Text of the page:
Disclaimer: The window rock-guards worked well for short distances or being stationary. We did experience high winds in West Texas and in New Mexico and the rock guards did not perform as well as we hoped. The polycarbonate cracked under high stress.
Like most people, we went back and forth on what is the best (and most cost-effective) way to protect our panoramic windows. While we could have ordered custom rock guards direct from Airstream, it just simply wasn’t in the budget.
We have seen other ways people have protected their windows ranging from duct tape and a box, which we did initially to get our Airstream home…
To creating canvas wraps that snap on…. to cutting Lexan (a clear Polycarbonite sheet similar in appearance to Plexiglass) cut to fit and fastening with Velcro to the windows so it can be easily removed and reapplied. All fine ideas, however, we wanted something more permanently mounted in case we ever stay at a golf resort or have a run-in with a reckless landscaper unaware of spitting rocks up with the mower. But still able to remove should the panels ever get damaged or cracked.
We started out with a template of the window using large paper and a crayon to give us the exact shape of the window
Then cut the template out of a cardboard box 2 inches larger (all around) than the end of the window to ensure complete coverage.
We used and cut a .093 Palsun polycarbonate sheet with a jigsaw using a fine-toothed blade. You can order Palsun polycarbonate sheets with UV protection, which will prevent it from yellowing over time. While I believe you can order the pieces from your local big-box hardware stores, we chose to order ours from a local plastics fabrication shop.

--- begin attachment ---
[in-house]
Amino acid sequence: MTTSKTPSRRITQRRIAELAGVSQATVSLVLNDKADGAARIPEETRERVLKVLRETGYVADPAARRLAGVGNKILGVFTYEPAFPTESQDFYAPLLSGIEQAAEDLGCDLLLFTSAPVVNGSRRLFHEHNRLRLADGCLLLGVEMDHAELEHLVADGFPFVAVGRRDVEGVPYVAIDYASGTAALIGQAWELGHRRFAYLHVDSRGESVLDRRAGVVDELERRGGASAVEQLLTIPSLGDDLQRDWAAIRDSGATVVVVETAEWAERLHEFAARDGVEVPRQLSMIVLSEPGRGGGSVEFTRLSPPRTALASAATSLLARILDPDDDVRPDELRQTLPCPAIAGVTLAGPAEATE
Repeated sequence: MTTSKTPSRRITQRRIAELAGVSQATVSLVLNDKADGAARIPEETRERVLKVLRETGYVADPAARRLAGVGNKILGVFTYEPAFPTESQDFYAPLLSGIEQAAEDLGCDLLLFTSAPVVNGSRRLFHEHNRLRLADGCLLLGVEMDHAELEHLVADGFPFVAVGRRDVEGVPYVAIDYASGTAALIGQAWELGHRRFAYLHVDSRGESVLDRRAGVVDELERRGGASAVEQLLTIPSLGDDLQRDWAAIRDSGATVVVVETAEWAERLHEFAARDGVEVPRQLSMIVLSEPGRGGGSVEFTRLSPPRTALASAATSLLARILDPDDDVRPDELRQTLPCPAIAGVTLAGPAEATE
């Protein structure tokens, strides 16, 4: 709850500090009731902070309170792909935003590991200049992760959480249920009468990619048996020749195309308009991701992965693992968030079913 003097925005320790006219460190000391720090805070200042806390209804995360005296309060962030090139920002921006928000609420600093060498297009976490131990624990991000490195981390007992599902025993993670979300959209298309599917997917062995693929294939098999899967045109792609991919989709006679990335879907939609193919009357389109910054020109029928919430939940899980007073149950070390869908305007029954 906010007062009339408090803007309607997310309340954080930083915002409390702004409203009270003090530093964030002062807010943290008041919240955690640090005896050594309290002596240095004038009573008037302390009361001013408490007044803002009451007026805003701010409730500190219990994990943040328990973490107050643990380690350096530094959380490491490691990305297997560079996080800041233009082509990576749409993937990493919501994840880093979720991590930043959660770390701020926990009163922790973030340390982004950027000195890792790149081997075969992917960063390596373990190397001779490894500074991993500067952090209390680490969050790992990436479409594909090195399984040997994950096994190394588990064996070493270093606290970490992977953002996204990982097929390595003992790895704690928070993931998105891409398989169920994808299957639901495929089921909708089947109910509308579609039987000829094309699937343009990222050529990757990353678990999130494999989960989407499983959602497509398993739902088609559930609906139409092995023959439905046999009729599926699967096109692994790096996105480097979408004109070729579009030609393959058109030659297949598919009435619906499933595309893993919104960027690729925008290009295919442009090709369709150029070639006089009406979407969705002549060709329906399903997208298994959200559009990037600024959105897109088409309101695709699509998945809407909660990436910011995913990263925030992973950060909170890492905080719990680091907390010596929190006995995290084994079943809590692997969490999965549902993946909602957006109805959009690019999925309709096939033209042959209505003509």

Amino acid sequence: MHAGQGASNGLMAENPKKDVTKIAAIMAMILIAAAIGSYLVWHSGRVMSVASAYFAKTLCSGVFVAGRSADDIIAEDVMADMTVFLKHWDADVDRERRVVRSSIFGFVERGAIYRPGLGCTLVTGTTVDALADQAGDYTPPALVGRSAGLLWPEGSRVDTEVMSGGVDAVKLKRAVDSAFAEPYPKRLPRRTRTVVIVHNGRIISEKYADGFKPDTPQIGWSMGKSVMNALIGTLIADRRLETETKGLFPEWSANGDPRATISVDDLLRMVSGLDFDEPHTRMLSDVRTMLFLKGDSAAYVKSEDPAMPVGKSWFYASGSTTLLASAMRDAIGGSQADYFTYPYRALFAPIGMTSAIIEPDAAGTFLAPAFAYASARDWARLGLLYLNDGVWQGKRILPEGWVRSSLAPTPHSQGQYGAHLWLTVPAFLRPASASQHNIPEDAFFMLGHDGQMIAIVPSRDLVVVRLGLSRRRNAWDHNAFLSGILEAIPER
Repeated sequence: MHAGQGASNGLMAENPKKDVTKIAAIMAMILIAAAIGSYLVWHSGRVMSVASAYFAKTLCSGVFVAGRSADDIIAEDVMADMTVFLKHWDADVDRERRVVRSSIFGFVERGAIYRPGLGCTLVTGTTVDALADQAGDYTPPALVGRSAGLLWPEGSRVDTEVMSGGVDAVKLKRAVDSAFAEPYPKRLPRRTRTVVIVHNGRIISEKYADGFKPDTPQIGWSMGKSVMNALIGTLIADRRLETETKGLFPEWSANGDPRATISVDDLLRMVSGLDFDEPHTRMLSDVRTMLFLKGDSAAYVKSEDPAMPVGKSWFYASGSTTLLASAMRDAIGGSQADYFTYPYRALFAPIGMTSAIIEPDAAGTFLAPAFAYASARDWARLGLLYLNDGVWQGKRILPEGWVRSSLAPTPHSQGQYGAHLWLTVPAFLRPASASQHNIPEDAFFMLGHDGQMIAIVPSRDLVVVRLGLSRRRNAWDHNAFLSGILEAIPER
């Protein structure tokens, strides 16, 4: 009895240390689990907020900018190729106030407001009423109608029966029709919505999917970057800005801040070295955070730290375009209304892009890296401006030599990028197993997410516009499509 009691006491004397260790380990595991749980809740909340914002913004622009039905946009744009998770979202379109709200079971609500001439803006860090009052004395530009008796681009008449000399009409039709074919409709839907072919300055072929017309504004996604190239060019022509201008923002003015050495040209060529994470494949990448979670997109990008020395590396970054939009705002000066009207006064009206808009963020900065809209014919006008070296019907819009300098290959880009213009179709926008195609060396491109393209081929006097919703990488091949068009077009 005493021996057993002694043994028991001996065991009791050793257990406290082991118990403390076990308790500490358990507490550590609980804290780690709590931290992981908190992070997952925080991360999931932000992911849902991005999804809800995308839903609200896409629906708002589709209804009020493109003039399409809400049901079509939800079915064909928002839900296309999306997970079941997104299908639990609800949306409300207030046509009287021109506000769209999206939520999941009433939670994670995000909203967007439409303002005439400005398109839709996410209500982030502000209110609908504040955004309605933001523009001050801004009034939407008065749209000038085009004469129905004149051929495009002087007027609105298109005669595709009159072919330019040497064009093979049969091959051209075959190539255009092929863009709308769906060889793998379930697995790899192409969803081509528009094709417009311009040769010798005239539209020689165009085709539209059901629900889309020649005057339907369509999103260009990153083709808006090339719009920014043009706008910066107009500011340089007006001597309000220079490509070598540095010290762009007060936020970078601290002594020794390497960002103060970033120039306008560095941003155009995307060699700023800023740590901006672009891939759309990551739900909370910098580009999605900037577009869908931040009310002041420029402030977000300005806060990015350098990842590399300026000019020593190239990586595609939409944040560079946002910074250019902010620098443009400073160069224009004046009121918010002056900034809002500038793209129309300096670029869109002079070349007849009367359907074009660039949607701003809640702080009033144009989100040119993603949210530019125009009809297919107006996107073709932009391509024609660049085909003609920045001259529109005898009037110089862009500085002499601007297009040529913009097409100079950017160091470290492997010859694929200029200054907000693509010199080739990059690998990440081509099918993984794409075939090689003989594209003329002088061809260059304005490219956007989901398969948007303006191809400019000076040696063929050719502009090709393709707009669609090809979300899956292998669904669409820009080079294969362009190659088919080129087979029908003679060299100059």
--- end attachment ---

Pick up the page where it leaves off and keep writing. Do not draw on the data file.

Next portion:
Once we had our pieces cut, we began drilling the holes in the end cap just along the outside of the upper frame and inside the bottom trim / stripping.
To keep the rock-guards off the windows and held securely in place, we created spacers from conduit clamps (6 per panel – the top 3 painted to match the end cap color) with a hole drilled through the center to fit a bolt and fastened with (long) 5/32 rivets to the airstream skin. (We made sure to fill the holes and caulk the rivets with Trem-Pro 360 and used rubber washers to keep the seams leak-proof)
Starting with the upper and lower inside seam of the panel, we drilled holes, one by one, into the Palsun polycarbonate sheet; sliding the bolt through and mounting it loosely each time ensuring it wrapped around the window as we wanted it. Then used a marker to indicate where the next hole would go.
The full panel was then secured with stainless steel machine screws, washers and locking nuts to hold it firmly in place without scratching the rock-guard as it bounces and wiggles down the road.